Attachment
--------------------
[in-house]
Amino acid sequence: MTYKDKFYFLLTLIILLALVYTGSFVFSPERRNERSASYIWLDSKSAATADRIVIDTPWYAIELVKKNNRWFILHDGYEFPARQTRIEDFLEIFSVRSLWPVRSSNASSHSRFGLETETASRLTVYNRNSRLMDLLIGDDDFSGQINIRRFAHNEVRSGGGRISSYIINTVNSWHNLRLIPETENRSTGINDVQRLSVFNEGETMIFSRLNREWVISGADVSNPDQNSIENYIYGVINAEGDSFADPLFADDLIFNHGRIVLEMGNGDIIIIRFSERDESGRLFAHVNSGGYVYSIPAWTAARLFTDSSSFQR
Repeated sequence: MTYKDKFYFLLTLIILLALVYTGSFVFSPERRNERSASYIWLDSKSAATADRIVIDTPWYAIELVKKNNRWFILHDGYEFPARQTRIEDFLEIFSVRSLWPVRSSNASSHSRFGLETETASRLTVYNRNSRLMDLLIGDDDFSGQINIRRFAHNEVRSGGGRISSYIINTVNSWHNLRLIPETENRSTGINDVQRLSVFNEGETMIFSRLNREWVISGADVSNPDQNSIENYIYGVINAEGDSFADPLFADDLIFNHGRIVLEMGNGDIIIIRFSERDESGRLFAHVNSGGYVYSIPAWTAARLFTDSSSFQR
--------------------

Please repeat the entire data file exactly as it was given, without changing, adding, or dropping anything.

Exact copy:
[in-house]
Amino acid sequence: MTYKDKFYFLLTLIILLALVYTGSFVFSPERRNERSASYIWLDSKSAATADRIVIDTPWYAIELVKKNNRWFILHDGYEFPARQTRIEDFLEIFSVRSLWPVRSSNASSHSRFGLETETASRLTVYNRNSRLMDLLIGDDDFSGQINIRRFAHNEVRSGGGRISSYIINTVNSWHNLRLIPETENRSTGINDVQRLSVFNEGETMIFSRLNREWVISGADVSNPDQNSIENYIYGVINAEGDSFADPLFADDLIFNHGRIVLEMGNGDIIIIRFSERDESGRLFAHVNSGGYVYSIPAWTAARLFTDSSSFQR
Repeated sequence: MTYKDKFYFLLTLIILLALVYTGSFVFSPERRNERSASYIWLDSKSAATADRIVIDTPWYAIELVKKNNRWFILHDGYEFPARQTRIEDFLEIFSVRSLWPVRSSNASSHSRFGLETETASRLTVYNRNSRLMDLLIGDDDFSGQINIRRFAHNEVRSGGGRISSYIINTVNSWHNLRLIPETENRSTGINDVQRLSVFNEGETMIFSRLNREWVISGADVSNPDQNSIENYIYGVINAEGDSFADPLFADDLIFNHGRIVLEMGNGDIIIIRFSERDESGRLFAHVNSGGYVYSIPAWTAARLFTDSSSFQR